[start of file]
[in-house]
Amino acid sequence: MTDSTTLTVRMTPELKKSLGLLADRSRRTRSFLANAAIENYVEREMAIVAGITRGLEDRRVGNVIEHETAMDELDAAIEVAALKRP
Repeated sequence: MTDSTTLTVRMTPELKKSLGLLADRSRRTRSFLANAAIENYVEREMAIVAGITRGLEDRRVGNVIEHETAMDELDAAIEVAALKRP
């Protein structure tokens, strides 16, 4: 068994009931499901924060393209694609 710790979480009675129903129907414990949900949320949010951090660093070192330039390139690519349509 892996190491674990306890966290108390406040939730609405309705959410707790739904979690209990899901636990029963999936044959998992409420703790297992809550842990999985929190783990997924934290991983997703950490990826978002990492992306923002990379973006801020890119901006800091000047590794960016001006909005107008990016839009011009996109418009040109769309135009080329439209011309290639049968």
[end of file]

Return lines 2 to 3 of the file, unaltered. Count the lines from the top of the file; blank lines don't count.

Amino acid sequence: MTDSTTLTVRMTPELKKSLGLLADRSRRTRSFLANAAIENYVEREMAIVAGITRGLEDRRVGNVIEHETAMDELDAAIEVAALKRP
Repeated sequence: MTDSTTLTVRMTPELKKSLGLLADRSRRTRSFLANAAIENYVEREMAIVAGITRGLEDRRVGNVIEHETAMDELDAAIEVAALKRP